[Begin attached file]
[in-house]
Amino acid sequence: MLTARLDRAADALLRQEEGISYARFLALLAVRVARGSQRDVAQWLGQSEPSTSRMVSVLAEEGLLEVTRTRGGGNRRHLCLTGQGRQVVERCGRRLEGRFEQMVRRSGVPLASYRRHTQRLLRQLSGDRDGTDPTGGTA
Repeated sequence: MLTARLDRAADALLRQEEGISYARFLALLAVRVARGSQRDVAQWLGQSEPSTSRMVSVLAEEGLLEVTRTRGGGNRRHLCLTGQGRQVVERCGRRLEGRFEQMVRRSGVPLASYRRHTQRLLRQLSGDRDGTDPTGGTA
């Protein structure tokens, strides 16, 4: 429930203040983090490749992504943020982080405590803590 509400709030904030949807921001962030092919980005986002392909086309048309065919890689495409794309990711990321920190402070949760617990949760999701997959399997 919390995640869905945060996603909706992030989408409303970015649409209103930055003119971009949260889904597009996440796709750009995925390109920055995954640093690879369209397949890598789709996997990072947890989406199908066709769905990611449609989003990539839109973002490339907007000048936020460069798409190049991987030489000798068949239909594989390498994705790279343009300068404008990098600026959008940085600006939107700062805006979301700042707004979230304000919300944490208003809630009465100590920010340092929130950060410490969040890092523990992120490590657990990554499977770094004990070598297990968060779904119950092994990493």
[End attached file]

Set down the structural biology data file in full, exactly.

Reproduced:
[in-house]
Amino acid sequence: MLTARLDRAADALLRQEEGISYARFLALLAVRVARGSQRDVAQWLGQSEPSTSRMVSVLAEEGLLEVTRTRGGGNRRHLCLTGQGRQVVERCGRRLEGRFEQMVRRSGVPLASYRRHTQRLLRQLSGDRDGTDPTGGTA
Repeated sequence: MLTARLDRAADALLRQEEGISYARFLALLAVRVARGSQRDVAQWLGQSEPSTSRMVSVLAEEGLLEVTRTRGGGNRRHLCLTGQGRQVVERCGRRLEGRFEQMVRRSGVPLASYRRHTQRLLRQLSGDRDGTDPTGGTA
């Protein structure tokens, strides 16, 4: 429930203040983090490749992504943020982080405590803590 509400709030904030949807921001962030092919980005986002392909086309048309065919890689495409794309990711990321920190402070949760617990949760999701997959399997 919390995640869905945060996603909706992030989408409303970015649409209103930055003119971009949260889904597009996440796709750009995925390109920055995954640093690879369209397949890598789709996997990072947890989406199908066709769905990611449609989003990539839109973002490339907007000048936020460069798409190049991987030489000798068949239909594989390498994705790279343009300068404008990098600026959008940085600006939107700062805006979301700042707004979230304000919300944490208003809630009465100590920010340092929130950060410490969040890092523990992120490590657990990554499977770094004990070598297990968060779904119950092994990493």